Plan 9 From Outer Space: The Musical by Masquerade Theatre Company
Celebrating its 30th year of existence, Masquerade Theatre Company is a new group for this reviewer, as is the Miskin Theatre venue (not the easiest to access given the circuitous route to its entrance, direction provided by previously experienced audience members).
Only the programme and website acknowledgement of their Kent Drama Awards 2019 give a clue that this is an amateur company, suggesting that the group aspire to professional or fringe standards and status, which were in many ways achieved in this production.
A musical version of reputedly the worst film in cinema history, made by the worst director ever, Programme notes indicate that this was very much a labour of love on the part of director/choreographer Rosie Owen. Although periodically revived in fringe productions and apparently by American High Schools, the show has never achieved the status of other sci-fi pastiches such as the Rocky Horror Show or Little Shop of Horrors. This may partly be due to the fact that none of the songs (arranged in appropriate 50s style by Tom Burgess for a combo of five) are sufficiently memorable after first hearing, even if redolent of the period. Further, this is not just a send up of the genre, but of appallingly bad examples of that genre in terms of script, direction, acting and production values. Ironically, it takes great skill to be deliberately and knowingly bad, from which much of the humour of this show derives.
The apparently random nature of gender blind casting for this is very much in keeping with the original director’s use of whoever happened to be available for his movie (including at one point his chiropractor) which included multiple roles for a number of the actors. The set design by Danny Waters was impressive, making excellent use of the available space. Movement of fencing and trucks allowed for flexibility while maintaining a kind of Blue Peter build quality. The fact that no effort was made to disguise the cheapness of materials used or ineptness of scene changes just added to the fun.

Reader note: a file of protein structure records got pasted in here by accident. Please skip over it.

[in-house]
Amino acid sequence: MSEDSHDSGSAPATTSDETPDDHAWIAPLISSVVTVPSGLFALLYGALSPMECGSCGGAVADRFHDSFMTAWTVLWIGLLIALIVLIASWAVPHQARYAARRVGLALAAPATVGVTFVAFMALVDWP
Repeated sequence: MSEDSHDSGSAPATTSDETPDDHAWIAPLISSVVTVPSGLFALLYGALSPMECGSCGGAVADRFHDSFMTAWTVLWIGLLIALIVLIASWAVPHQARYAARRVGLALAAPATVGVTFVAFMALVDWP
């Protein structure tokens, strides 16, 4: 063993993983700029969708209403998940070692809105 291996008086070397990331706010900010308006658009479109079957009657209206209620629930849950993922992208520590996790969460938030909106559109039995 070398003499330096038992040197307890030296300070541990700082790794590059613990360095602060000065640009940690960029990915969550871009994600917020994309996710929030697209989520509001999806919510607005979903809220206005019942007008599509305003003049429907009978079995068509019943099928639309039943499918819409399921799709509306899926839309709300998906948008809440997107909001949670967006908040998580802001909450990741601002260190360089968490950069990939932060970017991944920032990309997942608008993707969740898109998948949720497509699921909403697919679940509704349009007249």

Plan 9 From Outer Space was very much an ensemble performance, with all the actors fully committed to the awfulness of their script and there were occasions when this might have been pointed to greater effect. The small number of opening night line insecurities and slightly delayed entries might well have been exploited to suggest that these were all part of the essential shoddiness of the show. Although there were some strong vocal performances (Helen Waters as Paula Trent being a notable example) variable quality in song delivery was entirely in keeping with the overall less than high-end standard.
Dance moves were uncomplicated and smartly executed, with some clever touches, such as the way in which the insufficient supply of semaphore style flags was choreographed for the dancer affected.
On the technical front, there was some impressive animation work as well as film projection which appeared to have been lifted from original black & white footage. Unfortunately there was some loss of individual voices in the mix of company songs, although overall quality was good.
Plan 9 From Outer Space was overall an enjoyable performance of a show which, while perhaps not being the best in its class, still has much to recommend its attendance.
Review by Robin Kelly
To find out more about Masquerade Theatre Company visit their website.